A Weiser, Idaho teacher who benefits from Idaho Public Television’s expertise in online learning and in the classroom.
Melissa Reed just started her 22nd year teaching Idaho youth. And on this August afternoon, she’s staying late in her classroom, waiting to visit with parents at Weiser School’s Back to School Night.
Melissa’s students have benefited from the expertise of Idaho Public Television’s Education Manager, Kari Wardle over the years.
Kari traveled to Pioneer School in Weiser and met with Melissa and other teachers, sharing useful apps and tools for teaching. Melissa says “It was a game changer.”
“The kids learned to research and after all they learned they wanted to continue researching all the time, because they loved this new tool.”
Then during the pandemic, Melissa had to quickly switch to teaching online. She needed resources and relief. Her first call? Kari Wardle.
“Kari was a tremendous resource when we had to make the last-minute decision to teach online due to COVID. We needed to learn new ways to engage the students.”
When Melissa saw how engaged the students were in the lessons, she incorporated the tools and new lessons, such as Apple Classroom into the class’s daily routine. She started each day with a mystery person, place, based on Michael Soskil’s Five Clue Challenge.
Melissa says this exercise inspired students to come up with their own daily challenges and take on leadership roles in the classroom.
“It’s hard to keep students engaged online, and we are always looking for new ways to keep them excited about learning,” Melissa says. “The tools that Kari shared allowed me to get my students seated, thinking, and ready to learn as soon as they entered the classroom.”
What’s more, she explains, is that the resources are free. “If someone is looking for something new and engaging for their students, whether online or in person, they should give these tools a try. Everything is free. Our school didn’t have a lot of money, so any extra free resources we can find is a big deal.”
This PBS Digital Innovator, teacher and instructional coach makes it clear: “sit and get learning” is a thing of the past. Idaho Public Television puts learning in the hands of the students while teaching them twenty-first-century skills.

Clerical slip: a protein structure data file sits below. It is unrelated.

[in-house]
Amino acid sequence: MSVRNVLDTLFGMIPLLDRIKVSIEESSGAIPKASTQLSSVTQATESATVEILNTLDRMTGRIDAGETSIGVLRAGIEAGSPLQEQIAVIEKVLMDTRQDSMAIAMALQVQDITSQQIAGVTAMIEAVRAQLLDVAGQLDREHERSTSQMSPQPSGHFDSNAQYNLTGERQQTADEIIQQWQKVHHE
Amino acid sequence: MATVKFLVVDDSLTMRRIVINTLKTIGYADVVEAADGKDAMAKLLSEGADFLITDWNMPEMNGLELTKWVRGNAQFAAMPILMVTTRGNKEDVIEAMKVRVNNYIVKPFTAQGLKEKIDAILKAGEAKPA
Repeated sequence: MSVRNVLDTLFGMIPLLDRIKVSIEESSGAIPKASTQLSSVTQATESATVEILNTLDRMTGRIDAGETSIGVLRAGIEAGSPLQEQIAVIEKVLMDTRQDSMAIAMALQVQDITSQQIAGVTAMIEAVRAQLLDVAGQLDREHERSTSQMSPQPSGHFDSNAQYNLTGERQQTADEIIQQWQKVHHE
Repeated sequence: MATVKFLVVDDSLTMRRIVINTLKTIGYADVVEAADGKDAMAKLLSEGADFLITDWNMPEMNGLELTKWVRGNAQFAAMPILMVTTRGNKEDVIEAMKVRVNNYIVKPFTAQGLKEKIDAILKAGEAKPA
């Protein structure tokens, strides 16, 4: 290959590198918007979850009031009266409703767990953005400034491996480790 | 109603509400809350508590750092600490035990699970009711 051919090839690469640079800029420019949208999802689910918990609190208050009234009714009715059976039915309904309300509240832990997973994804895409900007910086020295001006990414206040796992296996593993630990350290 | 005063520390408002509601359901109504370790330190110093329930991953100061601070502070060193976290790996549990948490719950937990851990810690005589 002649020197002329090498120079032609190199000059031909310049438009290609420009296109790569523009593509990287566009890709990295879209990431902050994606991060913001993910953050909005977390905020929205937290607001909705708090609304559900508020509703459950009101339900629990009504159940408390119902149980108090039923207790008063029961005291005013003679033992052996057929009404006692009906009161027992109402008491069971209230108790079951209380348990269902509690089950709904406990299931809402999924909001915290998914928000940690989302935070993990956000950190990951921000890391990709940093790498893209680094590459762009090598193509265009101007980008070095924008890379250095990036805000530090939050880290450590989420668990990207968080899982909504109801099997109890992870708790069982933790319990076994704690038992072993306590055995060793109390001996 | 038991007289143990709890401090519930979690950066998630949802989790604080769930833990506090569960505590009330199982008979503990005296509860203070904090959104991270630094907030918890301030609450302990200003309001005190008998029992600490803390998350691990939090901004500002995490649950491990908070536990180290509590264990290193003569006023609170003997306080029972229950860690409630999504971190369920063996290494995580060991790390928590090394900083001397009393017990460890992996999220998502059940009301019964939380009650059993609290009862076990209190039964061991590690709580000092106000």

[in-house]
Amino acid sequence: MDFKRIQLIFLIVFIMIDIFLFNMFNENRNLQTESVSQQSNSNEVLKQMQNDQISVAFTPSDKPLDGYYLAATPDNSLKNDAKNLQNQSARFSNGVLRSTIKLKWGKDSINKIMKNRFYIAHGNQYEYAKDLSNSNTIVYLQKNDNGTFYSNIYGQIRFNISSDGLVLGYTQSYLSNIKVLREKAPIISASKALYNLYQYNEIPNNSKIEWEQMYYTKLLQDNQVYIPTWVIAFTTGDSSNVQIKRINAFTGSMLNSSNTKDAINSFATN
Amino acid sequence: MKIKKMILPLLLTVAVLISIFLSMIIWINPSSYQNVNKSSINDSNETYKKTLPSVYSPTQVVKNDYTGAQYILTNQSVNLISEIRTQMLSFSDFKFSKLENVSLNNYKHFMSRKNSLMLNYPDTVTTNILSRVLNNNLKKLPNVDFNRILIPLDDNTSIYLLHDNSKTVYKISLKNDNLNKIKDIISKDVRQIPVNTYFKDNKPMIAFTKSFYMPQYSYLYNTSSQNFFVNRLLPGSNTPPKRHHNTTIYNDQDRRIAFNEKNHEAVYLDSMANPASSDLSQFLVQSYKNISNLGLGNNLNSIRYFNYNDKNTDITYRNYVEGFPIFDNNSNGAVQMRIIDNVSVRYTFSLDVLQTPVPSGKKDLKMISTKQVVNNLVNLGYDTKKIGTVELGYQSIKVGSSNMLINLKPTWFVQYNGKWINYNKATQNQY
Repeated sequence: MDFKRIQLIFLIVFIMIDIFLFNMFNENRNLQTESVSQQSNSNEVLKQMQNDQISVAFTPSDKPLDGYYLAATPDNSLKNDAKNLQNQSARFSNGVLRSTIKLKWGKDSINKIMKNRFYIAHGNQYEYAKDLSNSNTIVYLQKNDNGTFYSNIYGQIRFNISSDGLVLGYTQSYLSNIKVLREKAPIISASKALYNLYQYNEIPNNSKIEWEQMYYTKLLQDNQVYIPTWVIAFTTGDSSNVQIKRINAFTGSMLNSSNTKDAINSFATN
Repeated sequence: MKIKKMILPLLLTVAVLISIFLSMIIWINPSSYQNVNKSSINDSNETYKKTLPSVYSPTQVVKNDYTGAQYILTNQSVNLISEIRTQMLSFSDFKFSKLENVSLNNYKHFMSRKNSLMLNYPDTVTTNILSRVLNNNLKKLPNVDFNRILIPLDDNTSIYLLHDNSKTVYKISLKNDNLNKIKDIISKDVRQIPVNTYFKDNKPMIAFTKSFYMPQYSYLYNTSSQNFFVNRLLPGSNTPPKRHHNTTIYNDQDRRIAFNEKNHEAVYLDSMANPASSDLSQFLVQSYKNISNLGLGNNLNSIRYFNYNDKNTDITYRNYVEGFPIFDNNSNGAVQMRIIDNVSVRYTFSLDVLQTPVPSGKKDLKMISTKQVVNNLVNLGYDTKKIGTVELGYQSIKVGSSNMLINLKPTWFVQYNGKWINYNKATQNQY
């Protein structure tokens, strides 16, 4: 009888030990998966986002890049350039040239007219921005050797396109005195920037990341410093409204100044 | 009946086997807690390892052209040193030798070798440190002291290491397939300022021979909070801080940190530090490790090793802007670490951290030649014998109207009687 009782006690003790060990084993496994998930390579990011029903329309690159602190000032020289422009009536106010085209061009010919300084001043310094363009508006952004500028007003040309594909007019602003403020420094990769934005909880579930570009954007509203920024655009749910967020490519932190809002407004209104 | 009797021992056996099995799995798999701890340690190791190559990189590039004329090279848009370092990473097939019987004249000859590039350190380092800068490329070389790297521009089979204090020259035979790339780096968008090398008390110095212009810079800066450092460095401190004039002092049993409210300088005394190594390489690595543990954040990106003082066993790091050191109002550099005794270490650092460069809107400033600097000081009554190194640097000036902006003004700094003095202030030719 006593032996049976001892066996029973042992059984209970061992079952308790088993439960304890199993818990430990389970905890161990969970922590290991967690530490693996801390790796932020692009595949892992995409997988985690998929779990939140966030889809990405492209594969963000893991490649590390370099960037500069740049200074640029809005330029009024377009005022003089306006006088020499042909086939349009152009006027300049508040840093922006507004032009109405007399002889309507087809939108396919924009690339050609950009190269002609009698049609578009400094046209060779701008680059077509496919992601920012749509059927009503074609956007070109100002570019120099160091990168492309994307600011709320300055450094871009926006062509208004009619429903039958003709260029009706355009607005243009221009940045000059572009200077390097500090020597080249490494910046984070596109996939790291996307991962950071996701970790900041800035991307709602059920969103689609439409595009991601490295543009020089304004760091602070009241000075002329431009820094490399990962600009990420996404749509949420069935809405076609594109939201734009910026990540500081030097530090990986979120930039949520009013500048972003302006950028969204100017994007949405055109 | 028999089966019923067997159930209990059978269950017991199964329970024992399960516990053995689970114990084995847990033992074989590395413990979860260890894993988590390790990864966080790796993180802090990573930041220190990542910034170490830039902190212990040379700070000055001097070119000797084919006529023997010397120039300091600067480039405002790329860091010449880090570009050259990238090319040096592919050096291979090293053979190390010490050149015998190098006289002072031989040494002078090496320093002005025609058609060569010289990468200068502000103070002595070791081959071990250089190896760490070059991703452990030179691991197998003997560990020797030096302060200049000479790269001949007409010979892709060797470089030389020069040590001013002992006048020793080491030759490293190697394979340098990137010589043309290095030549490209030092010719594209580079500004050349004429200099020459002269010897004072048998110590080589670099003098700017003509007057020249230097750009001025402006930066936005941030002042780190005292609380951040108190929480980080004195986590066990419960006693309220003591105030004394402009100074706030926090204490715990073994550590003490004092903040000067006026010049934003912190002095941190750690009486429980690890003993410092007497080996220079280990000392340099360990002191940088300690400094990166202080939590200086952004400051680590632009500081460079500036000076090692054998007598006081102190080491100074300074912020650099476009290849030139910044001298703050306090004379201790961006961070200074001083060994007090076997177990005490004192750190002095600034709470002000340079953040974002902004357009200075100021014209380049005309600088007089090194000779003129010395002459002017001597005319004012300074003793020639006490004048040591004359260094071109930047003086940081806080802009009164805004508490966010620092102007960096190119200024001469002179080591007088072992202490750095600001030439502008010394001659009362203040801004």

Paige Somoza has just finished her summer canning: strawberry and rhubarb pie filling. She loves a good project.
Somoza takes lessons from Idaho Public Television and PBS and brings them into her job as a teacher and instructional coach. Paige is crystal clear that the old concept of “sit and get learning” is a thing of the past.
“Project-based learning teaches practical skills that students need to solve problems and succeed in life," she says. "Idaho Public Television brings solid educational resources into a community, and puts learning in the hands of the students while teaching them twenty-first century skills that they will absolutely need to succeed.”
Recently while organizing a collaborative national film festival for Idaho high school students, she had an “aha” moment. “Never in my wildest dreams would I have thought that I could facilitate something like this, but through all I’ve learned from national and local PBS, I realized we are all striving for the same thing: a sense of belonging and a sense of celebration for the community.”
Somoza says that her experience working with PBS and Idaho Public Television has shown her “the educational resources are based on improving lives, not economic gain; it’s about enriching everybody’s experience and building a strong community.”